Treasury Secretary Henry Paulson, now that he’s got his initial $250b approved and $450b more if needed (which it will be), has said that it’s not going to quick enough to handpick illiquid securities to buy from banks to help them recapitalize—as the Troubled Asset Relief Program (TARP) plan initially called for. With global markets starting to spiral downward, the quicker, more effective solution is to buy stakes in banks, and Paulson announced that’s now part of the plan:
In a news conference Friday evening, following the Group of Seven meeting in Washington, Paulson said the plan is to offer a term sheet for needy banks. The government will not get voting rights status for its injection in most cases. Paulson said the government’s efforts were focusing on “liquidity” needs and “systemic risk.” Paulson said recapitalization was now “necessary” and would let “taxpayer dollars go further,” because it is a “more efficient” use of capital than the auction process, which is meant to deal with illiquid assets.
The Emergency Economic Stabilization Act of 2008’s vague language gives Paulson almost unlimited power to intervene and leaves much up to interpretation. In that context, some say cash injections could wind up being made to non-depository institutions like investment banks, insurers and hedge funds. A government move to prop up an investment bank-turned bank-holding company, such as Morgan or Goldman is all the more likely given the growing consensus that says Paulson and Federal Reserve Chairman Ben Bernanke erred in not rescuing Lehman Brothers three weeks ago, a date which happens to coincide with the beginning of the market’s deep descent.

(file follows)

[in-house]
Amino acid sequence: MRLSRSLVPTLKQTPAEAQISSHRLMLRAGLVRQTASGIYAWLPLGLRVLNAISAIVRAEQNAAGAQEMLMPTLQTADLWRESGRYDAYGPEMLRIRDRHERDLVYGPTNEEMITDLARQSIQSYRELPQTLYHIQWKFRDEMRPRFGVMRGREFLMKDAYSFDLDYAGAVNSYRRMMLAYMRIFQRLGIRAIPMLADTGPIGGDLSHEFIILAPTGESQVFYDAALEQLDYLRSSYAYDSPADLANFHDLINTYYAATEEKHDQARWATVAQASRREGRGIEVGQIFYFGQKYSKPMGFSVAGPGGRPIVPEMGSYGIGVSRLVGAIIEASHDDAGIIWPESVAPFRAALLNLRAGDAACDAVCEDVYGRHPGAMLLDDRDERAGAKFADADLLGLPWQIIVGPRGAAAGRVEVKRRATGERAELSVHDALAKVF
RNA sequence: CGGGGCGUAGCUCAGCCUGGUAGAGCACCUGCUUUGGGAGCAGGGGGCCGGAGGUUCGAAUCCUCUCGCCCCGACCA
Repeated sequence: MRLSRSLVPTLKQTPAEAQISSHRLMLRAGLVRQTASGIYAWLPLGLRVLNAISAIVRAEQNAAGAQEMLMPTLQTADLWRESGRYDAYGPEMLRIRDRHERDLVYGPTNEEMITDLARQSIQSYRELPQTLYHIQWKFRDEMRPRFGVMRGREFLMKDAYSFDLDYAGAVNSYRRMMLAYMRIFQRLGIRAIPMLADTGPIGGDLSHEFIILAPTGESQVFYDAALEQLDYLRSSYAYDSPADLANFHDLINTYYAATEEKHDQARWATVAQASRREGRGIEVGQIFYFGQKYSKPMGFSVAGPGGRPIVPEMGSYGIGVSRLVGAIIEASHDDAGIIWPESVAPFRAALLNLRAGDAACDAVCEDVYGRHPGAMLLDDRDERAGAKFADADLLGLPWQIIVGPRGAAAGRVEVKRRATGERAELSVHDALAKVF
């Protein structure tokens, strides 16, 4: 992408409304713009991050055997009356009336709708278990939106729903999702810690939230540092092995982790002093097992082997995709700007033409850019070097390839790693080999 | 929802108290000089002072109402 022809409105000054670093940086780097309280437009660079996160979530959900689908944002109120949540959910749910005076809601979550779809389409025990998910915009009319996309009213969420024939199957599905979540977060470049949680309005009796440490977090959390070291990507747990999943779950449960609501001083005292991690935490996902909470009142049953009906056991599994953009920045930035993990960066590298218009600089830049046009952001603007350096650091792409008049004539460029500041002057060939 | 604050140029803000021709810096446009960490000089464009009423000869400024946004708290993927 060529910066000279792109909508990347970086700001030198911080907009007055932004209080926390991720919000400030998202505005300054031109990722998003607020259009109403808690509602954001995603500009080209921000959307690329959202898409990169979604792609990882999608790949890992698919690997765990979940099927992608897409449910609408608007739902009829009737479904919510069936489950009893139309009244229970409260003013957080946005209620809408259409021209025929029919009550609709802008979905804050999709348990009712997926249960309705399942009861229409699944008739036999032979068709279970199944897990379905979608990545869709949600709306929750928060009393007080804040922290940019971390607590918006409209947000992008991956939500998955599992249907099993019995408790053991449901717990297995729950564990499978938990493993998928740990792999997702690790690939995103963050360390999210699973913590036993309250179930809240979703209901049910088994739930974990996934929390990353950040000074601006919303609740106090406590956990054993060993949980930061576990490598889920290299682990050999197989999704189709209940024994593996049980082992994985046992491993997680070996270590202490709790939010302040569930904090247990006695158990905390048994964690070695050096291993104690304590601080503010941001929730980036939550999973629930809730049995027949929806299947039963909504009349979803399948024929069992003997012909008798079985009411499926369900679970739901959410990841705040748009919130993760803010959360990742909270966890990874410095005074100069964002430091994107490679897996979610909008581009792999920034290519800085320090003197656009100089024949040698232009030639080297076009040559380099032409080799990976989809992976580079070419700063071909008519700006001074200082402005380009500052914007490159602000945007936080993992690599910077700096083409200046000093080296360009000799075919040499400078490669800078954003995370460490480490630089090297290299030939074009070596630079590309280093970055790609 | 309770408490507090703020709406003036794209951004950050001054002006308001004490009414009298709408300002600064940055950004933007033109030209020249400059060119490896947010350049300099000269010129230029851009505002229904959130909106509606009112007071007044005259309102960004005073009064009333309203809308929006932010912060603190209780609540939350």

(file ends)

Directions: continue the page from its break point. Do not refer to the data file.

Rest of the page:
The decision not to seek voting rights is an important one. Banks are considered reluctant to give the government that sort of power as a shareholder. By avoiding the issue, the government is increasing its chance of obtaining broad industry acceptance, analysts say.
The move comes as we go into a weekend where Morgan Stanley stock is under extreme selling pressure, even after Mitsubishi Financial bought 21% of Morgan two weeks ago. Some believe that Mitsubishi won’t buy out the majority stake, which would put Treasury in a position to have to rescue them—and they are definitely too big to fail. Their broker dealer operations make them a counterparty to a wide variety of traditional and derivatives trades globally, and if they went down, they’d take an already fragile market with them.